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saturn9's avatar

What do Jewish people believe about Abraham, Jesus, and Muhammad?

Asked by saturn9 (12points) October 5th, 2015

What are their beliefs on them?

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27 Answers

elbanditoroso's avatar

Speaking as a Jew, I can give you my thoughts. They may not be shared by everyone.

Jesus was a nice Jewish boy who went astray, but he made a success of himself, so that’s not altogether bad. I’m happy, I guess, that he and came from the same belief system and properly shared some of the same background. I don’t buy the whole “son of god” shtick – that seems like great PR but not a whole lot of fact. And the whole “gone for three days” thing is just no credible.

I don’t think of Muhammad at all. For me (and a lot of Jews), he came later and was sort of a copy-cat. He wasn’t, and isn’t relevant to Judaism and what made it into a religion. He couldn’t – he came a thousand years later. When I think of Muhammad, I mostly think of all the crazies who want to kill me in Muhammad’s name.

As for Abraham – he’s one of dozens of important guys who made Judaism what it is – but we don’t think that he’s more important that Isaac, Jacob, Joseph, David, Saul, Solomon, Joshua, Noah, or anyone else. All these guys had a historical role, but it’s not like Abraham is any more important than anyone else.

Love_my_doggie's avatar

@elbanditoroso I think of Jesus as a very nice Jewish boy – pious and observant. The so-called Lord’s Prayer is the Kaddish, which Jesus was likely saying in memory of one or more parent(s). The man’s teachings about humanism are really just ancient Judaic concepts.

Abraham, Muhammad, and Jesus had one important thing in common – they were all circumcised. Abraham was the first. He was also an old man at the time, not a baby, so that wouldn’t have been an easy ordeal for him.

JLeslie's avatar

I think of Abraham as the father of the Jews. His son Isaac continued the Jewish line. Abraham’s son Ismael is how the Muslim religion developed.

Jesus was a nice Jewish boy. Spiritual, and loved his mother, and felt protective of her. He was killed on the cross, like so many others back in that day. He was one of many who either claimed to be the Messiah, or people said was the Messiah. I’m not so sure Jesus claimed such a thing, I think people around him liked that story, and later Paul spread the word. For some reason the story of Jesus being the son of God, and the Messiah stuck, while other men claiming the same thing didn’t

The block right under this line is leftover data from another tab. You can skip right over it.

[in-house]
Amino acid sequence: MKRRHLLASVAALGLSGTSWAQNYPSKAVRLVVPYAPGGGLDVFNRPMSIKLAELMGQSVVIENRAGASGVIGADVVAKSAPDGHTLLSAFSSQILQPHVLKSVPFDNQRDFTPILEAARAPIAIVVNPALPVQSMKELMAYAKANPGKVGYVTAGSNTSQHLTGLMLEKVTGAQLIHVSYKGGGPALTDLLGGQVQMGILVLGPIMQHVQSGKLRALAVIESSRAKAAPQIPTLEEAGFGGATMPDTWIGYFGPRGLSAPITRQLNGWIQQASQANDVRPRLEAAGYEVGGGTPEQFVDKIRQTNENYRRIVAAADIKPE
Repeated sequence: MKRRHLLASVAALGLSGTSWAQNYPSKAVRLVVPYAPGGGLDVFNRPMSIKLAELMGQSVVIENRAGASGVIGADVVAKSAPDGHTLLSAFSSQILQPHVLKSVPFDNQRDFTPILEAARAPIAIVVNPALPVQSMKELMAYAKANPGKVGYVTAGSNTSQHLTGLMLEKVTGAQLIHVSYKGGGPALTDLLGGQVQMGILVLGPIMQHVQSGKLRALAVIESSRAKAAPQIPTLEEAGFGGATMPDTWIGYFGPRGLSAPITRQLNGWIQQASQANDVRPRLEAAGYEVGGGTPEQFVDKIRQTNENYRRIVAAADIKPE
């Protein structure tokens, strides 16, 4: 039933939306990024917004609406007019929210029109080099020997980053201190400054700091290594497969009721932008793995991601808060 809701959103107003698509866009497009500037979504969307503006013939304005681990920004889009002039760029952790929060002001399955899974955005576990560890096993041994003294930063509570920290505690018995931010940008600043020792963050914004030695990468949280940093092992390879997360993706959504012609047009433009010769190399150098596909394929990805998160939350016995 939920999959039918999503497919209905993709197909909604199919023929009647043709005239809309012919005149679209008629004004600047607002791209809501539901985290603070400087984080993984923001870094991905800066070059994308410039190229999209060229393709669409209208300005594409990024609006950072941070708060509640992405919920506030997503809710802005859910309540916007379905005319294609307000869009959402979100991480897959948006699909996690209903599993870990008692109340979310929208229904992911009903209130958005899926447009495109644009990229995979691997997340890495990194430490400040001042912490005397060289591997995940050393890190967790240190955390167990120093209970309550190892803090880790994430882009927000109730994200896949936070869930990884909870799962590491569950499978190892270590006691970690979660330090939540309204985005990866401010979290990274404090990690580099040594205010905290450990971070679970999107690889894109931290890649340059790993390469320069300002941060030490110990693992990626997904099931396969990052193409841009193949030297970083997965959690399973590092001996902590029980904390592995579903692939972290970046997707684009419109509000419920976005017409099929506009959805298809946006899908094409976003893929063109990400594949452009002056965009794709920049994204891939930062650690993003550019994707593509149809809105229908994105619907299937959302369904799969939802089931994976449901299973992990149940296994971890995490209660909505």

Muhammad know nothing about, but the Muslims feel he is important. That’s fine with me.

All I care about with religion is that people interpret their religion in a way that gives them peace, and that they pick and choose the nice parts.

That’s what I believe, but if you want to know how the Jewish religion or the Rabbis think about those three people, you can always google of course. I also would recommend The Idiots guide to Judaism. I especially like the Idiots Guide to Jewish History and Culture. It has some chapters about the religion and Jesus and other players, and then a whole bunch about the culture, and it’s funny, and some interesting statistics.

Strauss's avatar

@JLeslie _ For some reason the story of Jesus being the son of God, and the Messiah stuck_
I would look at the Roman Emperor Constantine for consolidating, codifying and spreading those stories.

elbanditoroso's avatar

@Yetanotheruser – that’s what I meant by good public relations work. Constantine needed a heroic figure to build his mythology on; Jesus was a good, interesting candidate (and there was the added benefit that he was dead), and so the stories began. Somewhat like Michael Jackson, who became more beloved after his death.

rojo's avatar

^^What are you saying????

That Michael Jackson was a messiah?? or Jesus was a pedoph.. liked children??

elbanditoroso's avatar

@rojo – actually there’s this link

But no, all I was saying is that Jackson’s reputation enlarged after his death.

rojo's avatar

Interesting link, thanks I was just funnin’ with you

JLeslie's avatar

What does Jackson’s reputation enlarged mean? He already was loved by millions. The people who believed he was inappropriate with children still thought that after his death.

Pandora's avatar

@JLeslie True. I certainly didn’t think highly of him. I loved his music but somewhere along the way he unraveled big time. I think many admired the talent but not necessarily the man.
This was a great question. I’m not Jewish but it is interesting to get another faiths view. I do like the view that Jesus was a nice Jewish boy who loved his mama.

JLeslie's avatar

@Pandora I think a lot of Christians think Jewish people don’t acknowledge Jesus’ existence at all. Do you think that’s the case? Jesus is still important in Judaism, but just not the son of God nor God himself.